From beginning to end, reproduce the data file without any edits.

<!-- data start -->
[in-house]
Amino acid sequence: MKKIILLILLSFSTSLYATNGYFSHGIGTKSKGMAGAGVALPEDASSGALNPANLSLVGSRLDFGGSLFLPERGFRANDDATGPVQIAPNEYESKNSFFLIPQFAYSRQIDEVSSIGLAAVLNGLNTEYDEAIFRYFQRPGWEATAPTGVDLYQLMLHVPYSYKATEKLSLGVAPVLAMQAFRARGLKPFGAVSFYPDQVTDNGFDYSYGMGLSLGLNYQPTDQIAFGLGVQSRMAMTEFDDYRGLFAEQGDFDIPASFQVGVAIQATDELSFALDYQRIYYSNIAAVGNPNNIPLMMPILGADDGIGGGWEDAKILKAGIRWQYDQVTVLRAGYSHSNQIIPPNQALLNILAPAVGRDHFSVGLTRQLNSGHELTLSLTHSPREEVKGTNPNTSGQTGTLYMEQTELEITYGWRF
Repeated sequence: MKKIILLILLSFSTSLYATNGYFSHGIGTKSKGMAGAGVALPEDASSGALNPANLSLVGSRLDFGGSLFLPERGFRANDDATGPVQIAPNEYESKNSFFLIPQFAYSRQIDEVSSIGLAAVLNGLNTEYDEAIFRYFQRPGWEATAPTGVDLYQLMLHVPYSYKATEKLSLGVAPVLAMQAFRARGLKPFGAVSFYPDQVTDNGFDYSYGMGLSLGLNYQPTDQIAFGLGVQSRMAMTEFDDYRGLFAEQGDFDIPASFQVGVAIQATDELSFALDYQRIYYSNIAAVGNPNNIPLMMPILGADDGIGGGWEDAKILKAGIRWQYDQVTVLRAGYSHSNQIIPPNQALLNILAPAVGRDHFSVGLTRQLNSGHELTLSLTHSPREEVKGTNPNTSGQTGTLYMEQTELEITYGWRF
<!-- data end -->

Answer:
[in-house]
Amino acid sequence: MKKIILLILLSFSTSLYATNGYFSHGIGTKSKGMAGAGVALPEDASSGALNPANLSLVGSRLDFGGSLFLPERGFRANDDATGPVQIAPNEYESKNSFFLIPQFAYSRQIDEVSSIGLAAVLNGLNTEYDEAIFRYFQRPGWEATAPTGVDLYQLMLHVPYSYKATEKLSLGVAPVLAMQAFRARGLKPFGAVSFYPDQVTDNGFDYSYGMGLSLGLNYQPTDQIAFGLGVQSRMAMTEFDDYRGLFAEQGDFDIPASFQVGVAIQATDELSFALDYQRIYYSNIAAVGNPNNIPLMMPILGADDGIGGGWEDAKILKAGIRWQYDQVTVLRAGYSHSNQIIPPNQALLNILAPAVGRDHFSVGLTRQLNSGHELTLSLTHSPREEVKGTNPNTSGQTGTLYMEQTELEITYGWRF
Repeated sequence: MKKIILLILLSFSTSLYATNGYFSHGIGTKSKGMAGAGVALPEDASSGALNPANLSLVGSRLDFGGSLFLPERGFRANDDATGPVQIAPNEYESKNSFFLIPQFAYSRQIDEVSSIGLAAVLNGLNTEYDEAIFRYFQRPGWEATAPTGVDLYQLMLHVPYSYKATEKLSLGVAPVLAMQAFRARGLKPFGAVSFYPDQVTDNGFDYSYGMGLSLGLNYQPTDQIAFGLGVQSRMAMTEFDDYRGLFAEQGDFDIPASFQVGVAIQATDELSFALDYQRIYYSNIAAVGNPNNIPLMMPILGADDGIGGGWEDAKILKAGIRWQYDQVTVLRAGYSHSNQIIPPNQALLNILAPAVGRDHFSVGLTRQLNSGHELTLSLTHSPREEVKGTNPNTSGQTGTLYMEQTELEITYGWRF